With all of the recent news and headlines about Facebook and all the big tech companies tracking us, sharing our information with little or no options for us to do anything about it. I’ve been thinking why isn’t Yahoo in the news? They certainty should be.
I don’t want government involved in much of anything with the exception of the way the founders originally planned for government involvement in states and our personal lives. But I think there should be some type of legislation that forbids these big tech companies from collecting, storing or sharing our personal info. There should be some way to do it.
“Verizon’s Oath, which owns both Yahoo and AOL, has updated its privacy policies with new information concerning what the company is allowed to do with user data. The company’s recently updated policies state that the sites it owns are allowed to scan emails, instant messages, photos, and other user data. The agreement also says that the data may be shared with Oath’s parent company, Verizon.
Another thing worth noting about Oath’s privacy policies is its section regarding banking information. As CNET reports, the company does scan emails related to banking and financial information. Their terms of service state that Oath may “… analyze user content around certain interactions with financial institutions.”
I didn’t take the time to read the encyclopedia type update. Who does and that’s the point I’m sure.
A couple day’s after the update I couldn’t sign in to my email account, was probably hacked, I had to change my password.
This morning I was going to get started on deleting a lot of my contact’s. I really only have need of a few anymore. Now I’m thinking of just deleting the account and using another service. But which one? And what a pain that’s going to be, letting others know about the change and contacting services I use. And what if I let someone know of my change and they use Yahoo? Then I guess Yahoo would still be able to access my info.
Awhile back and usually I don’t do this but this time when they updated the service I changed to the new email. When I did I noticed a folder with photos. I thought I don’t have photos stored in email. I took a look and every thing I ever uploaded are looked at from friends or downloaded was there. That includes legal and personal stuff.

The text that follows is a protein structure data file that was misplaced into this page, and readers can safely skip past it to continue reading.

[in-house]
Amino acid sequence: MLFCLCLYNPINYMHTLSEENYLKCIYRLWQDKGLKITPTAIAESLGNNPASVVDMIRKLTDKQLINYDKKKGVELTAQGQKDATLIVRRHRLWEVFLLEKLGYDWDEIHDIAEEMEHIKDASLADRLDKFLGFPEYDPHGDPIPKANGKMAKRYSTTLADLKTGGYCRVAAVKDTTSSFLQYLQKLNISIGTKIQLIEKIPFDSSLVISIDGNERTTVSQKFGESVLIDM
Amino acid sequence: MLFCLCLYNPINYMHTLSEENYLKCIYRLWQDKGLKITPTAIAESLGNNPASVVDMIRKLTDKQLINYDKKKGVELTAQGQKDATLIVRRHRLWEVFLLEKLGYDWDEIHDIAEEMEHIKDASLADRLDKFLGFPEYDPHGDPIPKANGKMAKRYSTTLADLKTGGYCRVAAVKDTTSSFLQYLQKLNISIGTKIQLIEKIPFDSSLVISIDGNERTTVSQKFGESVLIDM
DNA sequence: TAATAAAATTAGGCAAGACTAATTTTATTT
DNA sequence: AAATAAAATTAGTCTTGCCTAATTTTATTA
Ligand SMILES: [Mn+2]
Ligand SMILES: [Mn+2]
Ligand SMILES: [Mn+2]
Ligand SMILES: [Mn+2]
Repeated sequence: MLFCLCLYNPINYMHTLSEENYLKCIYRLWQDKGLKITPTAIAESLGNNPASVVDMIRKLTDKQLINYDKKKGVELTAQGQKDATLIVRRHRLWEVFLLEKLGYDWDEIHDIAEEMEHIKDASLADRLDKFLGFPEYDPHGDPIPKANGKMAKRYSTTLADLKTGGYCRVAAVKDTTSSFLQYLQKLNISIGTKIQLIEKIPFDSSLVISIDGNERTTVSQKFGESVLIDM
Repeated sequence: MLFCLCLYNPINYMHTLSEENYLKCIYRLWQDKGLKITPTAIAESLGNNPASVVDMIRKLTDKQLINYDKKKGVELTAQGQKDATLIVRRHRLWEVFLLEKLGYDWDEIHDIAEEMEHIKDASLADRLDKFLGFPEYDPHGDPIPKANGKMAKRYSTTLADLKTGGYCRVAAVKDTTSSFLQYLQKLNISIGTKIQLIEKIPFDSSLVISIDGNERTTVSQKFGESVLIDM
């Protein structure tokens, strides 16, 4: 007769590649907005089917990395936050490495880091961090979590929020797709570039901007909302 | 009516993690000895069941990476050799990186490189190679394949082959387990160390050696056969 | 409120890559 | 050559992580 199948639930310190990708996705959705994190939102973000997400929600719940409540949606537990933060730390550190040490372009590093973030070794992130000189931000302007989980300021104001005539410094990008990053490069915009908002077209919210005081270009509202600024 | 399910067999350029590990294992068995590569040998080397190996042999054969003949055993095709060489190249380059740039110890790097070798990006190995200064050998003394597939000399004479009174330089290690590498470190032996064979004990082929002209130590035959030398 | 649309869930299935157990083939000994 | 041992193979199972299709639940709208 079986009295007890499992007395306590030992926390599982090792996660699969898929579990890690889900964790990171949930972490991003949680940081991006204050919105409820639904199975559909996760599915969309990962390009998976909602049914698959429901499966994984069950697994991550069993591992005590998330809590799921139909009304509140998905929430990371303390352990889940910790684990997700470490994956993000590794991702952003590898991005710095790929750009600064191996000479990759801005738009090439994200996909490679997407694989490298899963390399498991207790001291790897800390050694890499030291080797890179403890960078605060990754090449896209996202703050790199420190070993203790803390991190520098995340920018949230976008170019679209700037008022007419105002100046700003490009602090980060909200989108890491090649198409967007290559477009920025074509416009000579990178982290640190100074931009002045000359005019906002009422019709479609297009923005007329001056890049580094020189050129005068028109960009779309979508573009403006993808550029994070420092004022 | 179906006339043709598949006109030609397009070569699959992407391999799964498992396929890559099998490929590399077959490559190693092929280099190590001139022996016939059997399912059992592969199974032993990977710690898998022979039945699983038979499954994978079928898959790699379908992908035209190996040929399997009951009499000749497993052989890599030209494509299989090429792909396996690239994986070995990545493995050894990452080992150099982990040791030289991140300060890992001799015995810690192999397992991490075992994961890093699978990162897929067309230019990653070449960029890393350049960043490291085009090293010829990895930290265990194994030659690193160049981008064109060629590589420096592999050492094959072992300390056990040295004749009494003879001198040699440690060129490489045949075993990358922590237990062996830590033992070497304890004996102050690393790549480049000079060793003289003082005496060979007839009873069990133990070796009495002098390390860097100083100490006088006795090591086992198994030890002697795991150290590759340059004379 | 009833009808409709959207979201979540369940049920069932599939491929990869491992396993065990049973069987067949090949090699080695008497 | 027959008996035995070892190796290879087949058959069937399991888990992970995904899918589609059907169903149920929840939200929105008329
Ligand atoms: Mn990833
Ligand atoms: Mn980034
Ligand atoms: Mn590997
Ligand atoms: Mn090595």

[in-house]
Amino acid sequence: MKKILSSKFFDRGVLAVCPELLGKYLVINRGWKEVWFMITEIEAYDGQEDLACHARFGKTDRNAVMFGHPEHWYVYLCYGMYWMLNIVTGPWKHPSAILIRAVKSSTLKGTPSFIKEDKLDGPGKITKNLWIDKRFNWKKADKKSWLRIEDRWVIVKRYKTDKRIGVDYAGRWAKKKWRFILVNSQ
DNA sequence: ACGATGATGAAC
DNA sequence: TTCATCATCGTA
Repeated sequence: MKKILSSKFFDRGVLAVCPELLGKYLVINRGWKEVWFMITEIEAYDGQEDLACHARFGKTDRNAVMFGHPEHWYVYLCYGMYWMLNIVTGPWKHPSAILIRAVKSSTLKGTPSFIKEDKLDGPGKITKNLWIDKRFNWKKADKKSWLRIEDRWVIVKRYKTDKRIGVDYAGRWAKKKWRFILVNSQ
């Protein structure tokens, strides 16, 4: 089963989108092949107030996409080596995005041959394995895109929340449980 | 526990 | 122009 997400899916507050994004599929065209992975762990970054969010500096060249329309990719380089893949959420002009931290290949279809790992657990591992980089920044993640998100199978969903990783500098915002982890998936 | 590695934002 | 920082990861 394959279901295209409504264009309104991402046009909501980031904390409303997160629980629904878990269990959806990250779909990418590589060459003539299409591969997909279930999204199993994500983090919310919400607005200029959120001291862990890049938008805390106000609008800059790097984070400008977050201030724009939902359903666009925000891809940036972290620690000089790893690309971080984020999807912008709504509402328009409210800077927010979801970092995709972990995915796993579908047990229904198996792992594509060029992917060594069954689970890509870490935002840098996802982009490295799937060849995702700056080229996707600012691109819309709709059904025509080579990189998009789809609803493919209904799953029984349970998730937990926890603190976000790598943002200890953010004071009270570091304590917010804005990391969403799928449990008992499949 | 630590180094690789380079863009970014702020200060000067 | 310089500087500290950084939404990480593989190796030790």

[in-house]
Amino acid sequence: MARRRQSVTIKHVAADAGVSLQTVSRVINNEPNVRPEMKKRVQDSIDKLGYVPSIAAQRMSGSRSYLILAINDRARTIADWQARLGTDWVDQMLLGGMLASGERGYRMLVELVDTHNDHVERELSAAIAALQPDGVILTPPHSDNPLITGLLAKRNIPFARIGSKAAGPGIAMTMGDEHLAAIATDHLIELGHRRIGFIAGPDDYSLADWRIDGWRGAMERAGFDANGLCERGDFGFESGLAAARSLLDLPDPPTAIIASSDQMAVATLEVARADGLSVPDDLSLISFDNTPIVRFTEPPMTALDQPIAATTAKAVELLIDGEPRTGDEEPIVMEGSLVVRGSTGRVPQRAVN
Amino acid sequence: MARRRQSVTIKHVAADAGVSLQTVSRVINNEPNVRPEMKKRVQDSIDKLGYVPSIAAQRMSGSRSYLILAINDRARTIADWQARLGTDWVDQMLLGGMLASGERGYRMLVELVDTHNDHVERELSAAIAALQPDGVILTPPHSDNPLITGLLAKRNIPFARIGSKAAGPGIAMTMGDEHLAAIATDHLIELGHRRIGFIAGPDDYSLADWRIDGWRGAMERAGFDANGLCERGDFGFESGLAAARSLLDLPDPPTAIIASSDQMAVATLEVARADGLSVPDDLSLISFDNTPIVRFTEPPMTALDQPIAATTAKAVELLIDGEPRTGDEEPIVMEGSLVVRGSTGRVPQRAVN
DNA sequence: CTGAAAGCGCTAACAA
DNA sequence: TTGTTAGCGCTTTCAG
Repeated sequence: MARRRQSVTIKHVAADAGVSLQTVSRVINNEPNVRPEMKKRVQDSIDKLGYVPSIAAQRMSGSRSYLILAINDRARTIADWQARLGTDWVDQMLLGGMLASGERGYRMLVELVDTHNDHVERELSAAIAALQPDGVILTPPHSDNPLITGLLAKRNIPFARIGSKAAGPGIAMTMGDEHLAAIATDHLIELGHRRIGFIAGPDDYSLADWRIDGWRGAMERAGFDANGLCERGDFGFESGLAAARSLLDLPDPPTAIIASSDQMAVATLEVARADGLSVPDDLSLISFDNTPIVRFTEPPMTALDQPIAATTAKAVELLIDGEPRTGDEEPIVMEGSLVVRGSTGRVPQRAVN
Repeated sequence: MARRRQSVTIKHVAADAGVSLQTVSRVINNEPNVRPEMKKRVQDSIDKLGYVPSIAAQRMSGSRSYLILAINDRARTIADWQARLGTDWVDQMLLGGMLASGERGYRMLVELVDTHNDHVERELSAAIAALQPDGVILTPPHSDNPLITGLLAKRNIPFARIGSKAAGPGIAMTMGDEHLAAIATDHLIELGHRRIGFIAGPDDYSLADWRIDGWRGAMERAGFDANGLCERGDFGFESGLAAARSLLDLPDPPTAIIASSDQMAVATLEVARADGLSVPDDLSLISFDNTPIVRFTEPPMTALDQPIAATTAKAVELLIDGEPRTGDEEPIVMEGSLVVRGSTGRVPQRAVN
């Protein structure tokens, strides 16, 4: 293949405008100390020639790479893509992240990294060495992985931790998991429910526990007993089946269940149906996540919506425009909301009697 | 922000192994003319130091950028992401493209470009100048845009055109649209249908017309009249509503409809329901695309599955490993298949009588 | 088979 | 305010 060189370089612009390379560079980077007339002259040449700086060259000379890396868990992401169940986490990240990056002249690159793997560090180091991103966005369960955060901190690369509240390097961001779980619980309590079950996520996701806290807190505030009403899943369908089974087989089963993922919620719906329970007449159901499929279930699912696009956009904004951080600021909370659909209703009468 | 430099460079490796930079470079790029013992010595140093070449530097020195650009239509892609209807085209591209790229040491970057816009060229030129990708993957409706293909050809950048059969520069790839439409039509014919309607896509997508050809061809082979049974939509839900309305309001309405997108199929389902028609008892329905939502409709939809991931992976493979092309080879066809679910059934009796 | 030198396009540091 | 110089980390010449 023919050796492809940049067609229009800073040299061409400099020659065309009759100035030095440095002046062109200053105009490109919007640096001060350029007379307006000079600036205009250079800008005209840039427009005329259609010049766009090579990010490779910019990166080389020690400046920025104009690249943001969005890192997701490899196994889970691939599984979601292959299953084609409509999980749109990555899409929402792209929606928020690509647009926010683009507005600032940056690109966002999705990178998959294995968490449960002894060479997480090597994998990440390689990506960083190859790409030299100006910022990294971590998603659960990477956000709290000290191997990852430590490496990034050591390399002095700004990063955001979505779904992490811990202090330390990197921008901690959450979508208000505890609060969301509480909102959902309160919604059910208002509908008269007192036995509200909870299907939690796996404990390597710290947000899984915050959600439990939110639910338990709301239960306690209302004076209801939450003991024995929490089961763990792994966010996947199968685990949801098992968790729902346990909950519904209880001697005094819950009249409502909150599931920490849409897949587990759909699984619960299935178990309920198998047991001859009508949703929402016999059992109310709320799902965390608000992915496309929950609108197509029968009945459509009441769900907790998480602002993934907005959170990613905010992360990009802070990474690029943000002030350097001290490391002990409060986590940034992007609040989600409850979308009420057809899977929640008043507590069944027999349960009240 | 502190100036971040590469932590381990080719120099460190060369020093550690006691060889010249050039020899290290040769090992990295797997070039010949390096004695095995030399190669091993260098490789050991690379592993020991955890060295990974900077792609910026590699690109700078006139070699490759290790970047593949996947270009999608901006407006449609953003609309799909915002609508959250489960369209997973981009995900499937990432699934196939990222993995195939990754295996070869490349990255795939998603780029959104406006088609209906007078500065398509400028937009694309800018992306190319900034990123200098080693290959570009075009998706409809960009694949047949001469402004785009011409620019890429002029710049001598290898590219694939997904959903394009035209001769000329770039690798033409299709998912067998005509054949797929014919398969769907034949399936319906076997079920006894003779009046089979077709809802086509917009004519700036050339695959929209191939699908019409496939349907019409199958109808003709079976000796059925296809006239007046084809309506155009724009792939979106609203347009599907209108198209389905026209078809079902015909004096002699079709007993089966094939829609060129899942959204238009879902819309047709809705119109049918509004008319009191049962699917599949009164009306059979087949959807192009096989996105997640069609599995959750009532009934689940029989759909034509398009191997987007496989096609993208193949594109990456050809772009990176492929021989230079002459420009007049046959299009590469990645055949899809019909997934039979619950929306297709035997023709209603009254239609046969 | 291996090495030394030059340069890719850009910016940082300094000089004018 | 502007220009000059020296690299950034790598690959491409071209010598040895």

I deleted the important personal stuff like social security number and other legal stuff but Yahoo only gives the option to delete one at a time, no select all and delete. Who has time to go through and one at a time delete laterally years of email history.
Of course there are plenty of complaints about it but Yahoo doesn’t care or show any signs of writing some simple coed to have a select all delete option.
I don’t do it any more, haven’t for years but I used to go to a site or other banking type sites strait from links in the email when they contacted me. Now I wait till I sign out off the email account and go directly to the site or service to communicate with them.
To me this is just straight up invasion of privacy and there is no choice in the mater. Something has to change!
Maybe the only way to insure privacy is to opt out of the”Go paperless option” many offer and go back to snail mail.
“A remarkable and sobering new analysis of Internet privacy being released Thursday finds that a majority of the world’s cyber experts believe that keeping secrets on the Web will be “a luxury,” and that the public will eventually accept it as the “new default.”
In a massive survey of 2,511 of the world’s top tech experts, the Pew Research Center found that 55 percent believe that efforts by governments or industry to build a secure privacy infrastructure by 2025 will fail, while 45 percent believe some type of system will be in place.”
“George Orwell may have been an optimist,” Vytautas Butrimas, a cyber adviser in the Baltic states, told Pew. December 18, 2014. Pew: No more privacy on the Internet
“Just how much information we give away about ourselves as we browse the Web has been raised again by a tracking device used in thousands of Web sites.
Researchers at Belgium’s University of Leuven have revealed the widespread use of a technique called “canvas fingerprinting” that tracks the activities of people on a Web site without their knowledge.
More than 5,600 Web sites were identified using the fingerprinting technique. While it’s relatively new, it represents another front in a very long battle to find out what users do online, and raises concerns about our ability to control our online privacy.” July 28, 2014. There’s no such thing as privacy on the Internet anymore
“As Sun Microsystems chief executive Scott McNealy famously said nearly 15 years ago, “You have zero privacy anyway. Get over it.”
As unpopular as that viewpoint was at the time, McNealy was right. Dead right. I actually think that’s what upset all the consumer privacy advocates and watchdog groups back in 1999. That the guy had the guts to speak the truth.
And you know what? After all these years, people still don’t get it. We did this to ourselves.”
Does anyone have any suggestions, comments?
As always God bless America and you.